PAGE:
Baltayan v. Tito et al
RULING granting 41 Motion to Dismiss for Lack of Jurisdiction; granting 31 Motion to Dismiss. Signed by Judge Christopher F. Droney on 7/21/2011. (Gothers, M.(8 pages)
UNITED STATES DISTRICT COURT
DISTRICT OF CONNECTICUT
BARBARA TITO, JAMES CLYNES,
SCOTT JACKSON and ROBERT ACETO, :
CIVIL ACTION NO.
RULING ON MOTIONS TO DISMISS
This is an action brought pursuant to 42 U.S.C. § 1983 by pro se plaintiff Charles M.
Baltayan against Scott Jackson, the Mayor of the Town of Hamden, James Clynes, the Tax
Assessor for the Town of Hamden, Barbara Tito, the Tax Collector for the Town of Hamden
(collectively “the Hamden defendants”), and Robert Aceto, a Connecticut State Marshall. The
four-count complaint alleges that these state and municipal officials violated Baltayan’s rights
under the Fourth and Fifth Amendments, and the Equal Protection Clause of the Fourteenth
Amendment. Baltayan lives on Ridgewood Court, a street on the border between North Haven
and Hamden. He alleges that Hamden improperly taxed his motor vehicles.
According to the complaint, Baltayan lives at 21 Ridgewood Court, a street that begins in
North Haven and dead ends in Hamden, with a North Haven mailing address and zip code. His
allegation is that Hamden violated his constitutional rights “by not changing an accepted method
of taxation in a uniform and equal way when such an option was available.” Residents on the
street initially paid their motor vehicle taxes to North Haven. Then, about two years ago, the
Town of Hamden was reviewing its records and realized that Ridgewood Court fell within its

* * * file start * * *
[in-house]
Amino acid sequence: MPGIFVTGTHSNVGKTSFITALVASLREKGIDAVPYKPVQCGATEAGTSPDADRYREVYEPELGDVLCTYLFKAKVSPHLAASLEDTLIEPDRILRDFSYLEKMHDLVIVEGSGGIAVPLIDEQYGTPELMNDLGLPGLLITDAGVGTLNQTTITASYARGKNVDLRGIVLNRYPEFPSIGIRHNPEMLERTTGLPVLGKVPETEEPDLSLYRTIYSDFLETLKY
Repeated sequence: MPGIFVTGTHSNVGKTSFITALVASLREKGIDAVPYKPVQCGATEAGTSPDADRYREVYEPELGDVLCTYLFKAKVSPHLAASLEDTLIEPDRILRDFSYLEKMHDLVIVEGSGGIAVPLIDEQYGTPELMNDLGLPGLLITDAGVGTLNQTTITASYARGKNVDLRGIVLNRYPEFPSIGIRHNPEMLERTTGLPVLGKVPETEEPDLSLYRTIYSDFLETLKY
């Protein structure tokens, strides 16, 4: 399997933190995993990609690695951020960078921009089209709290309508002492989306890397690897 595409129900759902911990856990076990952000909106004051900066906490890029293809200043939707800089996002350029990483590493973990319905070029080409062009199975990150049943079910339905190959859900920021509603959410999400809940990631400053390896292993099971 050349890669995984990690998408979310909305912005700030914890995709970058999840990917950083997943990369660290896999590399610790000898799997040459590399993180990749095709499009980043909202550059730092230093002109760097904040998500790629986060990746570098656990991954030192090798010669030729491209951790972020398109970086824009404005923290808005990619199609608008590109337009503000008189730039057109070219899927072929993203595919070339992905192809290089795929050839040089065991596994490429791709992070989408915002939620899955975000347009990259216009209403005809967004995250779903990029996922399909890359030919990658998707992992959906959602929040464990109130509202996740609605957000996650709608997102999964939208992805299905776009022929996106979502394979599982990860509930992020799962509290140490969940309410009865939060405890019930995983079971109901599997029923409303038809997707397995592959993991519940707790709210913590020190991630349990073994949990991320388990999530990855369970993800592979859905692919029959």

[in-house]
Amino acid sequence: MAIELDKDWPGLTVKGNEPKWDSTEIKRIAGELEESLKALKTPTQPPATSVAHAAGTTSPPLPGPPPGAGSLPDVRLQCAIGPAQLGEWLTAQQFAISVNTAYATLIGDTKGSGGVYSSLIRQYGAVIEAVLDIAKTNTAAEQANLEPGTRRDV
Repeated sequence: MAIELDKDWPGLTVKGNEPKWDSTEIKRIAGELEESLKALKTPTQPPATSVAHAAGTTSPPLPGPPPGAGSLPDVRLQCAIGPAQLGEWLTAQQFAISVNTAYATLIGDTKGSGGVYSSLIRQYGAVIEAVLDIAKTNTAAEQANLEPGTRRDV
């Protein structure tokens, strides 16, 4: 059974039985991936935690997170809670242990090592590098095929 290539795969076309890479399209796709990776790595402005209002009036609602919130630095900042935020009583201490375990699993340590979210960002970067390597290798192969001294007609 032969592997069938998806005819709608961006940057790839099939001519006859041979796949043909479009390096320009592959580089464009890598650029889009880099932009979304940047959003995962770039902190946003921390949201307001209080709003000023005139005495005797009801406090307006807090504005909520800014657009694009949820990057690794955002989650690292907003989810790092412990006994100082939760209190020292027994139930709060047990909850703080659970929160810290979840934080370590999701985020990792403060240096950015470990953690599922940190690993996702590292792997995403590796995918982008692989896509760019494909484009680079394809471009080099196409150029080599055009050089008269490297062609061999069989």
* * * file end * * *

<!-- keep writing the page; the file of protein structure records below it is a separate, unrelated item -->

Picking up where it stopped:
boundaries. The Hamden and North Haven tax assessors conferred and decided that the residents
of Ridgewood Court should pay the taxes on their motor vehicles to Hamden, not to North
Haven. North Haven issued refunds for the taxes it had previously collected from the residents
of Ridgewood Court, and residents were to use those funds to satisfy the payments they now
owed to the Town of Hamden.1 Baltayan has not sought refunds from North Haven.
Inferring from the information in the complaint, Baltayan did not pay taxes on his
vehicles to Hamden, and was subsequently served with a warrant by the Town of Hamden for
unpaid taxes on one or more of his vehicles. According to a letter sent to Baltayan by Mayor
Jackson on March 17, 2010, five vehicles registered to Baltayan’s address appeared on Hamden’s
“Grand List:” two Jeeps, and three Saabs. The Grand List is an annual list of the taxable and tax
exempt property in the jurisdiction. According to the complaint, Baltayan made some attempts
to contest these assessments, including in small claims court. However, there is no evidence in
the record that Baltayan filed an administrative appeal with the Hamden tax board of assessment
appeals, or in Connecticut Superior Court. Apparently, Hamden executed garnishments on
Baltayan’s bank accounts for the unpaid taxes.
Baltayan filed this complaint on August 23, 2010. Count One is brought against Scott
Jackson, Mayor of the Town on Hamden. Count Two is brought against James Clynes, Tax
Assessor for the Town of Hamden. Count Three is brought against Barbara Tito, Tax Collector
for the Town of Hamden. Count Four is brought against Robert Aceto, a Connecticut State
Marshall. The complaint seeks (1) immediate return of all funds executed “from the bank
Counsel for the Hamden defendants provided this information about the history of
motor vehicle taxes in Hamden and North Haven at oral argument. It is provided in order to give